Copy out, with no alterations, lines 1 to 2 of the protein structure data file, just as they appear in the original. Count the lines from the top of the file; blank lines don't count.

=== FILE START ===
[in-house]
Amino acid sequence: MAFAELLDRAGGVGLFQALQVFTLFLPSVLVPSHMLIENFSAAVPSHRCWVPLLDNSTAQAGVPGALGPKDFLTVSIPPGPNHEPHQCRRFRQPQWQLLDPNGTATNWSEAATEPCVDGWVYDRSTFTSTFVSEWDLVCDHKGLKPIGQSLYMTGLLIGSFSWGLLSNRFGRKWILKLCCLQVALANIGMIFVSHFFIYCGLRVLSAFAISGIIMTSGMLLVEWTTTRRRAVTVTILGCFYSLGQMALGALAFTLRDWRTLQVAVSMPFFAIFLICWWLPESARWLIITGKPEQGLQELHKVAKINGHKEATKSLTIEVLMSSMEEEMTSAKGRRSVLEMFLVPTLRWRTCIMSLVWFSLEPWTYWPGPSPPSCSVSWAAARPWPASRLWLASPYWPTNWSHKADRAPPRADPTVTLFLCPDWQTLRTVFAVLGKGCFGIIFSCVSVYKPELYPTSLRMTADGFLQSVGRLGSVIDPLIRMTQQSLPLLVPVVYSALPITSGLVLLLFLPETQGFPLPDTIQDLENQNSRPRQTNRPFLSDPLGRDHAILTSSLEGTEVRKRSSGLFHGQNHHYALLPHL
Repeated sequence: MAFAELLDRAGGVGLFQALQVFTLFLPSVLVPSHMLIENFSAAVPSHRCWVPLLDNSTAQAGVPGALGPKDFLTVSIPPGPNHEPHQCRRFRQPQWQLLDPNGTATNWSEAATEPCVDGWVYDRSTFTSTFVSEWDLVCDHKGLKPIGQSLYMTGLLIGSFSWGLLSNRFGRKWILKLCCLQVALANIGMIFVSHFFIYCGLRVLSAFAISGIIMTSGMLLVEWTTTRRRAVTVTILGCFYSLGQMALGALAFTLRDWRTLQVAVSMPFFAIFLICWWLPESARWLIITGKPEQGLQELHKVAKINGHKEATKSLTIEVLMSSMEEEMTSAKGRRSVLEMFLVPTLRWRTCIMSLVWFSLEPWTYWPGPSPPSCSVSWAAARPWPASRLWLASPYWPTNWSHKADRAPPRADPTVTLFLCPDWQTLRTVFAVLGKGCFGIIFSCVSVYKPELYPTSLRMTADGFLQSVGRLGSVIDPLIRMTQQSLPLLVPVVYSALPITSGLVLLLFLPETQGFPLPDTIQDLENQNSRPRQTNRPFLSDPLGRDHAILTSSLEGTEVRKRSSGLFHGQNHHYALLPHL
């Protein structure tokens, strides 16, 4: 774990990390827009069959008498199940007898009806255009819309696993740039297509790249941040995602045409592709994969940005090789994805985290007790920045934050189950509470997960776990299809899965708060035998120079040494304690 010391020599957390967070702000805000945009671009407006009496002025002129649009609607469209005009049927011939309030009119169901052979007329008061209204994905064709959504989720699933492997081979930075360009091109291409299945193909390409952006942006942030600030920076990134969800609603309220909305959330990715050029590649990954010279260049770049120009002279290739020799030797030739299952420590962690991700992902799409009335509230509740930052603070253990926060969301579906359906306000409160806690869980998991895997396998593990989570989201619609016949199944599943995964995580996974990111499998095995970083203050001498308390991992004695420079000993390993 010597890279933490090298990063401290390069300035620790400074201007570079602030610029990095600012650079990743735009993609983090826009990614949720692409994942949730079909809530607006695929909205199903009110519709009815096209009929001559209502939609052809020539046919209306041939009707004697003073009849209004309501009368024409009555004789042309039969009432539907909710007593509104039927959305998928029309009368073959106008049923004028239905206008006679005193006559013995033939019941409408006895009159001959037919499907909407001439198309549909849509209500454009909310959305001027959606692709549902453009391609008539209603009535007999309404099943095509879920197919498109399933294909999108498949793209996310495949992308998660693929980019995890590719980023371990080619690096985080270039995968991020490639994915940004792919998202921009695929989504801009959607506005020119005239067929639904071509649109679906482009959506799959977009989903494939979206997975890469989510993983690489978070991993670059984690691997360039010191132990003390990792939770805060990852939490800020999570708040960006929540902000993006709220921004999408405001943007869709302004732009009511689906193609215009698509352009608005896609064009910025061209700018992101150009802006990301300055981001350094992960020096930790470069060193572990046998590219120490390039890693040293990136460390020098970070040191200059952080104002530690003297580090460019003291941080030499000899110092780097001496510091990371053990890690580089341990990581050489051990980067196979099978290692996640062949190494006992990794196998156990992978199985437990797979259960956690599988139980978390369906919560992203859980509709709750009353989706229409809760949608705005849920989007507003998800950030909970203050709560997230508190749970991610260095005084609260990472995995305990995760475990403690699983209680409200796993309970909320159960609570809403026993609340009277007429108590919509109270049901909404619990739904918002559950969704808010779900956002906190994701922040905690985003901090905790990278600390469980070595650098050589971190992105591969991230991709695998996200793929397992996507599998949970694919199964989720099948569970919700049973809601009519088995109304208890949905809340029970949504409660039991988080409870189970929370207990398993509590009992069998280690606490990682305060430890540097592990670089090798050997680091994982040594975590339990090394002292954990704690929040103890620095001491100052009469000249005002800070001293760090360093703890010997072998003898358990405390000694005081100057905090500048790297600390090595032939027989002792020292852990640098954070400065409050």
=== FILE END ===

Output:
[in-house]
Amino acid sequence: MAFAELLDRAGGVGLFQALQVFTLFLPSVLVPSHMLIENFSAAVPSHRCWVPLLDNSTAQAGVPGALGPKDFLTVSIPPGPNHEPHQCRRFRQPQWQLLDPNGTATNWSEAATEPCVDGWVYDRSTFTSTFVSEWDLVCDHKGLKPIGQSLYMTGLLIGSFSWGLLSNRFGRKWILKLCCLQVALANIGMIFVSHFFIYCGLRVLSAFAISGIIMTSGMLLVEWTTTRRRAVTVTILGCFYSLGQMALGALAFTLRDWRTLQVAVSMPFFAIFLICWWLPESARWLIITGKPEQGLQELHKVAKINGHKEATKSLTIEVLMSSMEEEMTSAKGRRSVLEMFLVPTLRWRTCIMSLVWFSLEPWTYWPGPSPPSCSVSWAAARPWPASRLWLASPYWPTNWSHKADRAPPRADPTVTLFLCPDWQTLRTVFAVLGKGCFGIIFSCVSVYKPELYPTSLRMTADGFLQSVGRLGSVIDPLIRMTQQSLPLLVPVVYSALPITSGLVLLLFLPETQGFPLPDTIQDLENQNSRPRQTNRPFLSDPLGRDHAILTSSLEGTEVRKRSSGLFHGQNHHYALLPHL